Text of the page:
News / Asia

    South Korea Sanctions Halt Russian Rail Project with North Korea

    FILE - A member of the North Korean military looks at a train with Russian workers, who are going to help in the reconstruction of the Rajin-Khasan Railway. South Korea will halt the trilateral project to develop a train system to transport Russian Siberian coal to North Korea’s port in Hassan and then to South Korea by ship.
    FILE - A member of the North Korean military looks at a train with Russian workers, who are going to help in the reconstruction of the Rajin-Khasan Railway. South Korea will halt the trilateral project to develop a train system to transport Russian Siberian coal to North Korea’s port in Hassan and then to South Korea by ship.
    Brian Padden

    South Korea imposed new unilateral sanctions against North Korea on Tuesday as Seoul’s spy agency blames Pyongyang hackers for recent cyber attacks.

    These latest developments could further fuel heightened tensions on the Korean peninsula triggered by North Korea’s recent nuclear test and long-range rocket launch.

    Closing Russian loophole

    The new South Korean measures will add to the recently adopted United Nations Security Council resolution that imposed tough new international sanctions on North Korea.

    In a move that may frustrate Russia, South Korea will halt the trilateral “Rajin-Hassan Project” to develop a train system to transport Russian Siberian coal to North Korea’s port in Hassan and then to South Korea by ship.

    Before agreeing to support the U.N. sanctions, Russia leveraged its veto power as a member of the Security Council to ensure the resolution would not block exports of Siberian coal to North Korea.

    FILE - The United Nations Security Council votes on a resolution during a meeting at U.N. headquarters, March 2, 2016.
    FILE - The United Nations Security Council votes on a resolution during a meeting at U.N. headquarters, March 2, 2016.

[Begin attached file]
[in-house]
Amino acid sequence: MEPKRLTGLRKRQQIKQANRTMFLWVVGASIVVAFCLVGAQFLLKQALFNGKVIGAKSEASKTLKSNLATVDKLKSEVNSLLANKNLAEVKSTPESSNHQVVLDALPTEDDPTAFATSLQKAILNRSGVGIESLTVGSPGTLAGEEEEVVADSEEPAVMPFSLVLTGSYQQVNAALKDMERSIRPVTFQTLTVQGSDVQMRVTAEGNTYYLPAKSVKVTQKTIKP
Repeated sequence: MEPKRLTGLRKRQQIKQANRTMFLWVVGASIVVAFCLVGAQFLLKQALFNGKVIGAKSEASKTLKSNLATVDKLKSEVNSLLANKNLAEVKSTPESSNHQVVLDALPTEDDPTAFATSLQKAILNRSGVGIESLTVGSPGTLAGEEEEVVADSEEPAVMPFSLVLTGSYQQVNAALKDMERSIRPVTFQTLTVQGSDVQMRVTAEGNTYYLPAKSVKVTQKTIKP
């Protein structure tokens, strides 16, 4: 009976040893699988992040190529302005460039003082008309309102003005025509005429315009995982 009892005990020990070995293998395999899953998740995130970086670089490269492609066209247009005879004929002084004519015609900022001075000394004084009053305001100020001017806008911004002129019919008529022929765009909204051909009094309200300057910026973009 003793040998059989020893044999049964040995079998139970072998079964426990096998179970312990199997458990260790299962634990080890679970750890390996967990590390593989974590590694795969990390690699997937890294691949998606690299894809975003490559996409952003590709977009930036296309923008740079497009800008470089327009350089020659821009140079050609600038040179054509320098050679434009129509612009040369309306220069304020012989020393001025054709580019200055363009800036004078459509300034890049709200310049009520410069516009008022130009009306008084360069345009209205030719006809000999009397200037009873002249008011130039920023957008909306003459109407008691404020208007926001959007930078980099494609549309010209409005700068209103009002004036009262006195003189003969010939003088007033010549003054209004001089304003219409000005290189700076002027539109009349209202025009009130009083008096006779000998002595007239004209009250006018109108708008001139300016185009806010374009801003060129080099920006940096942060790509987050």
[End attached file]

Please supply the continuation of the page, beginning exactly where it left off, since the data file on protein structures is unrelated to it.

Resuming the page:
South Korean President Park Geun-hye and Russian leader Vladimir Putin signed an agreement in 2013 to cooperate on the project.

    Russia reportedly expressed regret at Seoul's decision.

    South Korean Foreign Ministry spokesman Cho June-hyuck said the decision to end Seoul’s participation in the project was made in close consultation with Moscow.

    “Between South Korea and Russia, the heads of the two countries have established trust, and have maintained diplomatic communications,” he said.

    Expanding UN sanctions

    The recent U.N. sanctions require member states to conduct mandatory inspections of all North Korean cargo to search for prohibited materials, and to ban entry and financial transactions with 16 North Korean individuals and 12 private companies or government organizations linked to country’s arms trade or nuclear program.

    The Philippines last week impounded a cargo ship linked to a company blacklisted in the U.N. resolution, the Pyongyang-based Ocean Maritime Management Co.

    The new South Korean sanctions blacklist additional North Koreans or representatives from other countries and institutions linked to the North for their involvement in past illicit trade.

    “We will ban foreign currency and financial exchange between these subjects and our citizens and freeze their assets in our country," said Lee Suk-joon, the South Korean Minister of the Office for Government Policy Coordination.

    The measures will institute new import controls to increase the interdiction of North Korean goods coming from third party countries like China.

    The Seoul government will go further than the U.N. sanctions in banning ships from any nation that visited North Korea or are suspected of being owned by the sanctioned state.

    Crew members are seen on the 6,700-tonne freighter Mu Du Bong in the port of Tuxpan, April 9, 2015.
    Crew members are seen on the 6,700-tonne freighter Mu Du Bong in the port of Tuxpan, April 9, 2015.

    South Korea already imposed sanctions in 2010 that ban North Korean vessels from ports in the South and severed most economic ties in retaliation for the sinking of a South Korean navy ship.

    Most of the new South Korean sanctions will likely have limited direct economic impact, especially after Seoul closed the last remaining joint economic program, the Kaesong Industrial Complex that employed over 54,000 North Koreans.